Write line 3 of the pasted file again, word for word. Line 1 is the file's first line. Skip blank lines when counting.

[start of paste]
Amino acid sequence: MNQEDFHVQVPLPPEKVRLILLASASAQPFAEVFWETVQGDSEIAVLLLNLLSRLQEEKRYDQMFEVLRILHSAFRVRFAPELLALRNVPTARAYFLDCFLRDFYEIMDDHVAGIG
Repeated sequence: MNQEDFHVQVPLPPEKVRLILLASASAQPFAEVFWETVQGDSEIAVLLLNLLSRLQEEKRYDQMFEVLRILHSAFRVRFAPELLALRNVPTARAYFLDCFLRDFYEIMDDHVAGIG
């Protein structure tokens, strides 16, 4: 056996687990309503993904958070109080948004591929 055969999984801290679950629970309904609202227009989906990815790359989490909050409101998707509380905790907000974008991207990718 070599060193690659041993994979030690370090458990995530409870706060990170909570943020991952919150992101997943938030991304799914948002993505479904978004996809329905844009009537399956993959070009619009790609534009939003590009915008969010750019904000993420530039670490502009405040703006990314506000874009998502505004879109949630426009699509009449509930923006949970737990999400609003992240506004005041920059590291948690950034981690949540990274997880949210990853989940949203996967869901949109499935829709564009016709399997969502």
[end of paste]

């Protein structure tokens, strides 16, 4: 056996687990309503993904958070109080948004591929 055969999984801290679950629970309904609202227009989906990815790359989490909050409101998707509380905790907000974008991207990718 070599060193690659041993994979030690370090458990995530409870706060990170909570943020991952919150992101997943938030991304799914948002993505479904978004996809329905844009009537399956993959070009619009790609534009939003590009915008969010750019904000993420530039670490502009405040703006990314506000874009998502505004879109949630426009699509009449509930923006949970737990999400609003992240506004005041920059590291948690950034981690949540990274997880949210990853989940949203996967869901949109499935829709564009016709399997969502």